How to Start and Keep a Meditation Practice

Give Meditation a Chance.

You know it’s good for you.
Everyone from Clint Eastwood to Gwyneth to Lebron do it.
And yet, you’re too busy, have too little time, can’t sit long enough and find it incredibly boring.

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Meditation is one of those things that sounds good to talk about. You want to be the person who does it. You KNOW you should. But all that pressure and expectation can be serious obstacles. Also, do you need a special cushion? Do you need music and to be able to sit cross legged for a half hour?

So often we delay doing something because we want to be perfect. We want the perfect time to carve it out, the perfect start date, the perfect plan. With meditation, maybe we’ve downloaded the apps, created a nook in our house and even bought that “cushion” (aka a glorified and overly priced throw pillow).

But something still gets in the way from sitting down and just doing it. But maybe you’re looking at the practice all wrong. Meditation does not have to be done in a certain way. It does not have to be seated or even with your eyes closed.

Here are a few ways to start meditating without letting obstacles get in the way.

  1. Accept that meditation is just focused breathing. Meditation does not have to be 20 minutes of you entering into the next level of consciousness and realizing divine enlightenment. Meditation is very simply focused breathing. By tuning your present attention to just the simple in and out of your breath, you’re meditating. You can do it in the middle of a meeting, while driving, during dinner or even while working out. Breathe in, hold, breathe out. Do that at least 5 times. Look, you’re meditating!

  2. Stop searching for something. Yes, sometimes meditation can bring about greater creativity and new ideas. Sometimes meditating can help you understand that trauma of your past or even forgiveness for someone who hurt you. Maybe you feel something so blissful that you feel you’ve connected to something bigger than yourself. Awesome. All cool outcomes. But the problem with these experiences is that we have a natural inclination to want them again. So now meditation has turned into outcome chasing. We’re searching for that bliss, that surge of passion or swell of compassion. Yet entering into a meditation practice with an expectation totally negates the purpose of the practice. Try and surrender any expectations or outcomes. Try and just be and let what comes, comes…or be okay with what never comes.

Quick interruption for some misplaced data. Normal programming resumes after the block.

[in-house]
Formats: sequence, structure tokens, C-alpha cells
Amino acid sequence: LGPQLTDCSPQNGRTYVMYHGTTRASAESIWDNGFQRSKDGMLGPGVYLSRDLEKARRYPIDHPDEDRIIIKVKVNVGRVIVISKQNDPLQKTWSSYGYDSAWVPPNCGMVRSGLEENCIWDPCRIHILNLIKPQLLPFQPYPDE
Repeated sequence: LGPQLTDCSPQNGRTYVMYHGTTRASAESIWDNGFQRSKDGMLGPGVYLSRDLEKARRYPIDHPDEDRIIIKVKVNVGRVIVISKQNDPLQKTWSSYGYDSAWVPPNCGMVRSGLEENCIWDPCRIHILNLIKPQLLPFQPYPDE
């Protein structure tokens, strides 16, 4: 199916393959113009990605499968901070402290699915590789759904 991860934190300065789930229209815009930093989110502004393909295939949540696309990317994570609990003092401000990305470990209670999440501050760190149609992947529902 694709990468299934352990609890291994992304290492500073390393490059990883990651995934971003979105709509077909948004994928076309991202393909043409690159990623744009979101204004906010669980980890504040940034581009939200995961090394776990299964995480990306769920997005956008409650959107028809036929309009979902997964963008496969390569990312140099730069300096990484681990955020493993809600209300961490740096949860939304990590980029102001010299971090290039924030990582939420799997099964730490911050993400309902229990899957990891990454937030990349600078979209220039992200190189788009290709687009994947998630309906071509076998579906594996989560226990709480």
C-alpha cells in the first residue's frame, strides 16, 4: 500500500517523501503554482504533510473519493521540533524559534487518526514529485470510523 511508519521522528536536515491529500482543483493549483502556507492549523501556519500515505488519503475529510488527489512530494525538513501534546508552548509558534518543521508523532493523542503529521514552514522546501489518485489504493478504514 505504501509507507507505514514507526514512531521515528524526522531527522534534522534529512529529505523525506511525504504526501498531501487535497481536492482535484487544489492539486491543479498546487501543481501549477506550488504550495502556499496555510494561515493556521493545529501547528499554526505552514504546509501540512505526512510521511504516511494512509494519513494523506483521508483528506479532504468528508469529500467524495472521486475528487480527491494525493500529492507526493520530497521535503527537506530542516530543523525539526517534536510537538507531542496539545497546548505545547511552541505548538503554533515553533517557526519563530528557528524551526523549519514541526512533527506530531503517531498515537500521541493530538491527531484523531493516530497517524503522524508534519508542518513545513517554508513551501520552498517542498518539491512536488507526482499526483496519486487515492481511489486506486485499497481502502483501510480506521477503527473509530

3. Let go of perfect. Seriously. Let go of having a “good” meditation practice. So you lose your focus 20 seconds in and start thinking of what you’re having for dinner. Or you get so fidgety you have to get up and walk around after 3 minutes. It’s okay. Meditation is a practice. You’re not expected to “get there” every time. Even the most practiced meditators can get distracted. You’re training the most complex organ in your body and you’re up against a lot. Give yourself some grace and try and omit the words “good” and “bad” from your practice.

  4. Pull in reinforcements. Attempting to start or keep a meditation practice in your messy living room, comfy bed or dark basement may not work for you. So, have you considered practicing meditation in a group? There is power in numbers and a group setting can keep you accountable to your developing practice.


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In January, our next series of group classes and workshops start and we have four opportunities for you to start or further develop your meditation practice. We use a simple, accessible all-ages, all-levels welcoming attitude when teaching you meditation. Even better, we never take ourselves or the practice too seriously.

Kerry is the founder of reset brain + body, located in Plymouth, where traditional therapy is elevated through the integration of psychology, yoga and mindfulness. After nearly a decade in corporate human resources in Chicago, Kerry left the field to better help her busy and stressed peers handle life inside and outside of the workplace. Kerry can be found teaching meditation and yoga classes and seeing clients for psychotherapy and yoga therapy at reset brain + body. When she's not at reset brain + body, Kerry can be found spending time exploring her new hometown of Plymouth with her husband, baby boy and dog. Connect with reset brain + body on Instagram & Facebook, check out the class schedule, or contact us to book an appointment